We are progressively discovering that a human mind is composed of heterogenous neurological states (automaticity being a big one where rote or low level activities are automated and our consciousness is elsewhere...driving a car or shopping or hitting golf balls...such that we have absolutely no recollection of perhaps an hours worth of time...another one is the opposite where profound states of agitation, stress, and adrenaline dump lead to an automated response and extreme fuzziness when recalling the details or the complete absence of recall) and disunity. To be held hostage to and take part in this reality is an important part of inhabitation of something resembling “what it’s like to be a human-like creature.” The absence of this would be jarring. So my expectation of cognitive continuity is very different from many on here.

The second is an artifact of gaming which we accept to be able to play at all.

We don’t inhabit our characters and experience anything like an actual cognitive continuity (and again, there is no such thing). If one PC asks another PC “what were your dreams like last night” or “did you try my coffee I brewed over the spit this morning” or “when was the last time you were sick” or “you’re from here...where is the farrier...we need to get our horses taken care of”, the Player in question is going to have to make something up for the PC to recall. There are dozens and dozens of instances like this that can/will come up in play that will intersect with that unavoidable lack of cognitive continuity.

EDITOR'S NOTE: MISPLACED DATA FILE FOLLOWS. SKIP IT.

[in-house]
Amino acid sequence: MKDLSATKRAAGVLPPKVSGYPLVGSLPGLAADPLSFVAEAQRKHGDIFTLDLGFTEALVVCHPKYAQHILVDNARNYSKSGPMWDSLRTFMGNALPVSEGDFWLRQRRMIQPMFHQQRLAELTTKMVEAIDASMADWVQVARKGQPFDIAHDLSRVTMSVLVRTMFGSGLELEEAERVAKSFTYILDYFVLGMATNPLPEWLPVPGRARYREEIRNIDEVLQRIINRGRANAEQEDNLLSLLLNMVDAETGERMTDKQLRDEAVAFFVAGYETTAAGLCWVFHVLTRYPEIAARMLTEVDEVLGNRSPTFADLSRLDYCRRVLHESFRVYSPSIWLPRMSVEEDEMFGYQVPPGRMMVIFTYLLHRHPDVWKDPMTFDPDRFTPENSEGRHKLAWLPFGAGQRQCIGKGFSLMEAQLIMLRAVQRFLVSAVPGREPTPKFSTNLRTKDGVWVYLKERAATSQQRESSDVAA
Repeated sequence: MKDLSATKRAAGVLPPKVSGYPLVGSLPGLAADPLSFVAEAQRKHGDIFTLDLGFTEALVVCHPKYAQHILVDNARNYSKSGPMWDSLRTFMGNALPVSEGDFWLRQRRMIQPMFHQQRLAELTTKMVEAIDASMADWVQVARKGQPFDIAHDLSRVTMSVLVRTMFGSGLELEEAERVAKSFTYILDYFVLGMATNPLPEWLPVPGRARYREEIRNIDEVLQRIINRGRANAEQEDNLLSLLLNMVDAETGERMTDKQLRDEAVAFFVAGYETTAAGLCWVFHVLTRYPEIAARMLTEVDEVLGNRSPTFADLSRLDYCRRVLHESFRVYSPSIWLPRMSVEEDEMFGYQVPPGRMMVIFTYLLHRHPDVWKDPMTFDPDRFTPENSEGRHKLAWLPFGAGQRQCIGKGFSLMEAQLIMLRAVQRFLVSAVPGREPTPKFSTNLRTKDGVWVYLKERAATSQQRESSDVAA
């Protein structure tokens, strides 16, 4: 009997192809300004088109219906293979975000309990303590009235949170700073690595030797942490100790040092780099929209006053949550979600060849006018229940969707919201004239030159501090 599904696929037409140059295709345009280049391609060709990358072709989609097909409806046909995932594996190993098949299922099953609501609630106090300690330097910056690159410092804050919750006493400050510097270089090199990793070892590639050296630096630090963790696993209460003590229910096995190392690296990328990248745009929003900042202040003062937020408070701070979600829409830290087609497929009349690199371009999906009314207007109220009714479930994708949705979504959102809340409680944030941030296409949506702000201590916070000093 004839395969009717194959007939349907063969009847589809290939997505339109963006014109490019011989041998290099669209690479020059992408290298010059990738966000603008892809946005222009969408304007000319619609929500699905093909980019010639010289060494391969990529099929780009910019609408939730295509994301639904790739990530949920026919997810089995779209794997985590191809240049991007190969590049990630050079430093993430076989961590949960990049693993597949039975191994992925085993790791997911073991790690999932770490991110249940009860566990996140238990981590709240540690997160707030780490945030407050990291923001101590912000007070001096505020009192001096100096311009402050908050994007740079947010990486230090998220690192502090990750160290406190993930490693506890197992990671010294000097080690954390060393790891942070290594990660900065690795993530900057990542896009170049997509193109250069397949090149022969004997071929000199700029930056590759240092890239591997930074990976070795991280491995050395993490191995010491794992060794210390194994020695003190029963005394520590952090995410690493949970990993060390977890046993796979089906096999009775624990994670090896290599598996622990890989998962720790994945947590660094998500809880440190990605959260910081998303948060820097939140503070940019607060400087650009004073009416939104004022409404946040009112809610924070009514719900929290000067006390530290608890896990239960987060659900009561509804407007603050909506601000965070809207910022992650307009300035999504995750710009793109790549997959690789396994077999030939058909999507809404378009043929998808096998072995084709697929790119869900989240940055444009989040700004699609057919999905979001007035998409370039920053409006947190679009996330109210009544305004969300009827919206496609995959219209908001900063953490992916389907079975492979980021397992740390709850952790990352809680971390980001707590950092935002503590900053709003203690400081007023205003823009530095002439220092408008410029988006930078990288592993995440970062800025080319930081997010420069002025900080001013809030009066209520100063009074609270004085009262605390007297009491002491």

So why do Flashbacks have special domain in being jarring/disruptive to a priority for a cognitive continuity that already doesn’t exist (and, as per my first part above, is undesirable for a sense of experience an actual “human-like existence)?

The only thing unique I see about Flashbacks is how they intersect with a particular variety of Skilled Play that is invested/interested in “Plan Now, Act Later” instead of “Act Now, Plan Later.” That is a perfectly reasonable preference for a particular Skilled Play experience that very interestingly dovetails with the Skilled Play priority of “I prefer Combat as War” (vs Sport). While both priorities feature tactical and strategic decision-making, overhead, and consequences, War is more about planning and strategy while Sport is more about acting and tactics.
 

Honestly if anyone wants a lesson in how heterogenous we are neurologically, look no further than my posts!

One post is lucid and sensible and easy to follow.